Listening to songs and wanting to play the same songs on ukulele - that's what draws most people to the ukulele. That and it looks like a load of fun and easy too play - which it is. Then you need to actually remember the songs that you're learning so you can play them again. And, hopefully not have to read them off a sheet all the time.
Remembering a song is lot like remembering the directions for a road trip. There are the turn-by-turn directions, road maps, signs and landmarks that will get you to where you are going. Turn here, turn there, remember this and remember that landmark. With a songs it's the chords, the melody, style, the harmonic cells, the form, etc that are part of the song that you want to remember.
With a few music tools and an understanding of the basic principles of how chords and chord progressions - the songs work. You can start unraveling what's going on in any song.
There's a lot more in common between songs than you might think. Each song has it's own direction, signs and landmarks that can be used over and over again to actually remember songs.
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Where to Start
ALL music - melodies, chords, progressions, licks, leads, riff, etc... comes from some scale and there's no better scale to start with than the major scale. From the major scale is the most common scale used. From the solid foundation of the major scale, you can learn and derive the other essential scales. From the major scale, ALL your chords can be created or derived. The major scale is your go-to / fall back scale for all your primary music information.
Memorize the Major Scales
The Major Scale is one of the most common and important scales to learn and MEMORIZE in ALL 15 keys. The majority of popular and traditional songs are in major keys.
All 15 major scale need to be memorized for creating chords, melodies, and improvising. However, as far as the keys that songs are created in they're a few common keys for every style that is performed.
Harmonic Analysis is the understanding of the functional sequence of chords. It's the process used to analyze the harmonic structure of a progression, song or composition. This analysis is then used to make scale selections for improvisation, analyzing and creating melodies and chord substitution.
Go to Harmonic Analysis Lesson Series … , based on my book Harmonic Analysis for Chords Substitution and Scale Selection.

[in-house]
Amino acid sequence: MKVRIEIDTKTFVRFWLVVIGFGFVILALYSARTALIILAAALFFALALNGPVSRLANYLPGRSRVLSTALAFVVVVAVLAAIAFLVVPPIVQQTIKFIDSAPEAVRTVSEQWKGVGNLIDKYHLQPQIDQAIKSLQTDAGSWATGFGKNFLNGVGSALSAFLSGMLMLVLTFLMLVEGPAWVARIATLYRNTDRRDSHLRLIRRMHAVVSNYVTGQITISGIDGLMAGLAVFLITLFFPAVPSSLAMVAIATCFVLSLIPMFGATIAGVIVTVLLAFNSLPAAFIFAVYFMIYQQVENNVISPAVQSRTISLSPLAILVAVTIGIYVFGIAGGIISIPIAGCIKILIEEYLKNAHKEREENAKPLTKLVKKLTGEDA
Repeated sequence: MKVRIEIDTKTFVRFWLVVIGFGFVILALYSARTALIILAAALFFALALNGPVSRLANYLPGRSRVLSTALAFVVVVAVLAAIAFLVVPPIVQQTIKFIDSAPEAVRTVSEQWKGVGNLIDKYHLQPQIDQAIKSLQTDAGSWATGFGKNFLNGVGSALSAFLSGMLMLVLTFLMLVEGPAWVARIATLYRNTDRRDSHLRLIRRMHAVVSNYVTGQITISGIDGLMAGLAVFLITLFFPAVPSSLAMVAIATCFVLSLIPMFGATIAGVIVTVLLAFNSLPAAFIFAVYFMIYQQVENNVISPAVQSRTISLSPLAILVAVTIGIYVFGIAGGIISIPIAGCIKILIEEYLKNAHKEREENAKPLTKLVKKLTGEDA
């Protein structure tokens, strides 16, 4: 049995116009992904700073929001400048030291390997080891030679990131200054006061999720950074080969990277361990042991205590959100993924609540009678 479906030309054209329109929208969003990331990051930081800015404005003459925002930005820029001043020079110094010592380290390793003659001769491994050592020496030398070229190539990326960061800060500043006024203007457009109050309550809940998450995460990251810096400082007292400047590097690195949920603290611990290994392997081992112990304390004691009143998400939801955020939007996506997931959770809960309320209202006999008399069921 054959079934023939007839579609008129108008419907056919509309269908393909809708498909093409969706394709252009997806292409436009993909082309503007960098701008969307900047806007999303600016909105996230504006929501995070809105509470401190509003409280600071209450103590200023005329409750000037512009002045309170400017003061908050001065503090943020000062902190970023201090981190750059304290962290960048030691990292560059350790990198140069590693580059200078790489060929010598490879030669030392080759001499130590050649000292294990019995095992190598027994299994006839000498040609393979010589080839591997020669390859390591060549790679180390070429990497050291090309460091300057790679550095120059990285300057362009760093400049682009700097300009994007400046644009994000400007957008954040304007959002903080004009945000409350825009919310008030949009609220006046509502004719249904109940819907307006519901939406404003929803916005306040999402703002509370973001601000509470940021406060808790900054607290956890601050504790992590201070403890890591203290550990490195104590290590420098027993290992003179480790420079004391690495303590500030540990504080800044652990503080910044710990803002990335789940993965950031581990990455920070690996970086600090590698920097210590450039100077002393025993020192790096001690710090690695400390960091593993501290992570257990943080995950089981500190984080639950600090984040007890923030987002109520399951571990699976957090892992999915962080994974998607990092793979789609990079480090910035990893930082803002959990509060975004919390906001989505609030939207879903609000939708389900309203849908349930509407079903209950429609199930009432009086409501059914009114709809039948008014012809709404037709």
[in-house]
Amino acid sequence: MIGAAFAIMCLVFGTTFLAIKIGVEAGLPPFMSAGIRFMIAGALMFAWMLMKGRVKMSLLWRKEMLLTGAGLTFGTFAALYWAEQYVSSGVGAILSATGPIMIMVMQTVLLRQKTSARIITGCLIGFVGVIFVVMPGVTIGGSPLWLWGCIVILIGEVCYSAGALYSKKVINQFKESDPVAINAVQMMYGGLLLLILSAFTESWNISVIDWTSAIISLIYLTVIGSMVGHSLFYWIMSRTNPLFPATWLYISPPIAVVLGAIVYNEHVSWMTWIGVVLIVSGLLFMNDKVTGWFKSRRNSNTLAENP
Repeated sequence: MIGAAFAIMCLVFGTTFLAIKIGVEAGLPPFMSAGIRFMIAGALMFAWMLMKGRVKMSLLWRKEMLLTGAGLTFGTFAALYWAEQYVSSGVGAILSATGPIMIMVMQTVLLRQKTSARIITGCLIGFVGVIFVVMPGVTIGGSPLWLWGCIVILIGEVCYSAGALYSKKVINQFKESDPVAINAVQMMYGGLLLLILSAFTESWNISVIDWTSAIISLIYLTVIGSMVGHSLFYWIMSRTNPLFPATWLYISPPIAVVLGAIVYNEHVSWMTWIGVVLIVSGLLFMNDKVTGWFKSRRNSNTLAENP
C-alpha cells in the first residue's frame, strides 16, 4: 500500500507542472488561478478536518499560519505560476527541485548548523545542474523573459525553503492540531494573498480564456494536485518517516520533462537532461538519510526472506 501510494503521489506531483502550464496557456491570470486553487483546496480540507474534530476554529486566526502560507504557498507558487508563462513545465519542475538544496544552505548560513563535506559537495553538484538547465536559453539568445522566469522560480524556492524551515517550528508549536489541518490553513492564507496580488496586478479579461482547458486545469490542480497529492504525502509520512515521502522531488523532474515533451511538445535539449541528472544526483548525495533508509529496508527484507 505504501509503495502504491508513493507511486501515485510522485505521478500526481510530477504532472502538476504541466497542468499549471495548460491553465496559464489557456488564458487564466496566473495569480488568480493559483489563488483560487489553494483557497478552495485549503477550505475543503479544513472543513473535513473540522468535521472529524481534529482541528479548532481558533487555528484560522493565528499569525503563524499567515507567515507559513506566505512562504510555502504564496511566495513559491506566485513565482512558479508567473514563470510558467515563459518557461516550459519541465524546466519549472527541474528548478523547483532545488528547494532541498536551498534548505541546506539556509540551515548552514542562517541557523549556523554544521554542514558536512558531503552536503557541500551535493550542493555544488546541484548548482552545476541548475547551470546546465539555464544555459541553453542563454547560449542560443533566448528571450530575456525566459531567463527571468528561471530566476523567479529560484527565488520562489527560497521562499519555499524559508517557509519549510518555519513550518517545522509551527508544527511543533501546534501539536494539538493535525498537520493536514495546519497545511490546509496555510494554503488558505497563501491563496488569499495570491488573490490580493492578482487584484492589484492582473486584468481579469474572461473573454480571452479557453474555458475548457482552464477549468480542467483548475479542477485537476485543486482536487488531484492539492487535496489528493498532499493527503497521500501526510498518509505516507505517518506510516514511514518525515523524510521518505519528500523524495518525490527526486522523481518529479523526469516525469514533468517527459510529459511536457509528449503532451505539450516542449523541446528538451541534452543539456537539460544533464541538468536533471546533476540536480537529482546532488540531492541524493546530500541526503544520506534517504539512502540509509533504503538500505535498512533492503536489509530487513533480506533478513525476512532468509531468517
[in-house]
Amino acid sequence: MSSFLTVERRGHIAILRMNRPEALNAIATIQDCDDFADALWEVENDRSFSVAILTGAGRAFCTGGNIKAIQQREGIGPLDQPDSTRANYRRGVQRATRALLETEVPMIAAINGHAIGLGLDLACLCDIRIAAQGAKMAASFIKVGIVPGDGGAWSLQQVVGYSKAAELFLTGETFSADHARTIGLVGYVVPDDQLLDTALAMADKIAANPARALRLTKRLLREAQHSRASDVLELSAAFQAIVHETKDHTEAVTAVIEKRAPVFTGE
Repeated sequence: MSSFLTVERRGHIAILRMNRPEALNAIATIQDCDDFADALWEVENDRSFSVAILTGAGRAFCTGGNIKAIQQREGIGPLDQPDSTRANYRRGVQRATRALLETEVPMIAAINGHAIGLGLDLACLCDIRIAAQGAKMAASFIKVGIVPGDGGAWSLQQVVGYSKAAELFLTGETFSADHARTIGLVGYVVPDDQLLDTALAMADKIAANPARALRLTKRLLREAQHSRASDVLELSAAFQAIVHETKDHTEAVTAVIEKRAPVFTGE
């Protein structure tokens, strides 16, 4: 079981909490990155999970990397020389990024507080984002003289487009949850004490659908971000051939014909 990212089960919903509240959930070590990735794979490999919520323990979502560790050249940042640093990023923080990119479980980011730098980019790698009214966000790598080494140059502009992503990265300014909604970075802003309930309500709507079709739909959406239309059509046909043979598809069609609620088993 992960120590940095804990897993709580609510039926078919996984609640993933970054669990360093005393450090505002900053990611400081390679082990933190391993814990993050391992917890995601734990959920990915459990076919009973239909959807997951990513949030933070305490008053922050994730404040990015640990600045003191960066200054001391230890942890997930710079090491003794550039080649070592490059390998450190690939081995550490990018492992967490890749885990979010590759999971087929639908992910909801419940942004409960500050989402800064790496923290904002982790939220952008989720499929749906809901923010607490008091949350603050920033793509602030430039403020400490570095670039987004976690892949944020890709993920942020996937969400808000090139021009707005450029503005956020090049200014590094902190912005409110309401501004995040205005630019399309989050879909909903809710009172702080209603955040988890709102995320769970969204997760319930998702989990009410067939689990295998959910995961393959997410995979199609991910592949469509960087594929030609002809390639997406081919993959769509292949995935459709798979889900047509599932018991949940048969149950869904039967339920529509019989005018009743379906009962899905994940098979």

Learn the The Nashville Number System
This numbering system - based on the principles of music allows for writing a song in NO key to be played in ANY key. Can also be used for comparing songs an identifying the commonality between songs. There is a lot more in common between songs than not.
The Nashville Number System is an informal method of transcribing music by denoting the scale degree of chords within a progression, tonality or song. It was developed by Neal Matthews, Jr. in the late '50s as a simplified system for The Jordanaires to use in the studio and further developed by Charlie McCoy. It resembles the Roman numeral and figured bass systems traditionally used to transcribe a chord progression. By writing chords as numbers transposition to other keys is possible with verbal communication or without rewriting a chart. As a simple system of transcription, it can be used with only a rudimentary background in music theory. Improvisation structures can be quickly explained using numbers, and chord changes can be communicated mid-song by holding up the corresponding number of fingers. The system is flexible and can be embellished to include more information (such as chord color or to denote a bass note in an inverted chord).
Learn the Melody
Melodies, licks, riffs - typically are single notes and can be sung and these you can learn. The famous jazz guitarist Jo Pass said, "Learn melodies - No one goes around whistling chord progressions. On a ukulele, you can learn a melody in one key with a set fingering that can always be the same as a melody will not change. The rhythm might change, but the melody typically does not. Happy Birthday's melody is always the same regardless how bad it typically is sung.
Identify the key intervals of a melody for future recall. Based on the major scale Happy Birthday starts with a 5th lower than the root, and in the key of F major it is: C C D C F E C C D C G F ... 5 5 6 5 1, 5 5 6 5 1 2 1, ...
Learn the Chords
For learning the chords of a song or chord progression - unlike the melody that your can sing, hum or whistle - the chords can be understood intellectually and referenced to other songs you learn and know. This can be accomplished using the resources above.
Know the Song Intellectually
Know the song away from the ukulele. You've probably heard this if you have ever been to a ukulele jam session or play-along. It's where someone is yelling out what the next chord is - while they're playing the current chord. They don't have to wait to see what someone else is playing - that is too late. They know what is coming up and can prepare.